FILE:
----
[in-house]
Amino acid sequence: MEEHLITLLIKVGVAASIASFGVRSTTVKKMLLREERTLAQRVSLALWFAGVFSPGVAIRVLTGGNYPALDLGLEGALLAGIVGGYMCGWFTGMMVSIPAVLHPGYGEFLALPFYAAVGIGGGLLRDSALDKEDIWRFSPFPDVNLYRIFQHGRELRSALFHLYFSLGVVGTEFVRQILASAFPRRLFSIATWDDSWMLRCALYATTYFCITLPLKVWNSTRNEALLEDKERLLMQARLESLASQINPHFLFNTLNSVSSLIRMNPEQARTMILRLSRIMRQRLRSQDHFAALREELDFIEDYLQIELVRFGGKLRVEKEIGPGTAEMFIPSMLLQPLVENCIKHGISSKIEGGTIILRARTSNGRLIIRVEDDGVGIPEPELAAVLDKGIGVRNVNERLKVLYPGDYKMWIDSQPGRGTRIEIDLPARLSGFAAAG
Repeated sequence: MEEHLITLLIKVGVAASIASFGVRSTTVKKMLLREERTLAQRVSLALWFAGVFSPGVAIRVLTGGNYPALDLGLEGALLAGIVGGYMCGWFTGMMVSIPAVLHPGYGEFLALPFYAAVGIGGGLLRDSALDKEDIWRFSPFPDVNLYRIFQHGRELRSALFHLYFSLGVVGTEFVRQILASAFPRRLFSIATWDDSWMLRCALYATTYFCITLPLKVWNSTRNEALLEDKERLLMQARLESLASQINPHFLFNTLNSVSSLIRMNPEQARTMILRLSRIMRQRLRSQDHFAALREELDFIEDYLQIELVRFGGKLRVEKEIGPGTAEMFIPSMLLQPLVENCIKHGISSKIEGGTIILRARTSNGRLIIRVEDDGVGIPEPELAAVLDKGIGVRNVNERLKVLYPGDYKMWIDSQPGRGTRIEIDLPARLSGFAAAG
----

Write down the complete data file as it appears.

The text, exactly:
[in-house]
Amino acid sequence: MEEHLITLLIKVGVAASIASFGVRSTTVKKMLLREERTLAQRVSLALWFAGVFSPGVAIRVLTGGNYPALDLGLEGALLAGIVGGYMCGWFTGMMVSIPAVLHPGYGEFLALPFYAAVGIGGGLLRDSALDKEDIWRFSPFPDVNLYRIFQHGRELRSALFHLYFSLGVVGTEFVRQILASAFPRRLFSIATWDDSWMLRCALYATTYFCITLPLKVWNSTRNEALLEDKERLLMQARLESLASQINPHFLFNTLNSVSSLIRMNPEQARTMILRLSRIMRQRLRSQDHFAALREELDFIEDYLQIELVRFGGKLRVEKEIGPGTAEMFIPSMLLQPLVENCIKHGISSKIEGGTIILRARTSNGRLIIRVEDDGVGIPEPELAAVLDKGIGVRNVNERLKVLYPGDYKMWIDSQPGRGTRIEIDLPARLSGFAAAG
Repeated sequence: MEEHLITLLIKVGVAASIASFGVRSTTVKKMLLREERTLAQRVSLALWFAGVFSPGVAIRVLTGGNYPALDLGLEGALLAGIVGGYMCGWFTGMMVSIPAVLHPGYGEFLALPFYAAVGIGGGLLRDSALDKEDIWRFSPFPDVNLYRIFQHGRELRSALFHLYFSLGVVGTEFVRQILASAFPRRLFSIATWDDSWMLRCALYATTYFCITLPLKVWNSTRNEALLEDKERLLMQARLESLASQINPHFLFNTLNSVSSLIRMNPEQARTMILRLSRIMRQRLRSQDHFAALREELDFIEDYLQIELVRFGGKLRVEKEIGPGTAEMFIPSMLLQPLVENCIKHGISSKIEGGTIILRARTSNGRLIIRVEDDGVGIPEPELAAVLDKGIGVRNVNERLKVLYPGDYKMWIDSQPGRGTRIEIDLPARLSGFAAAG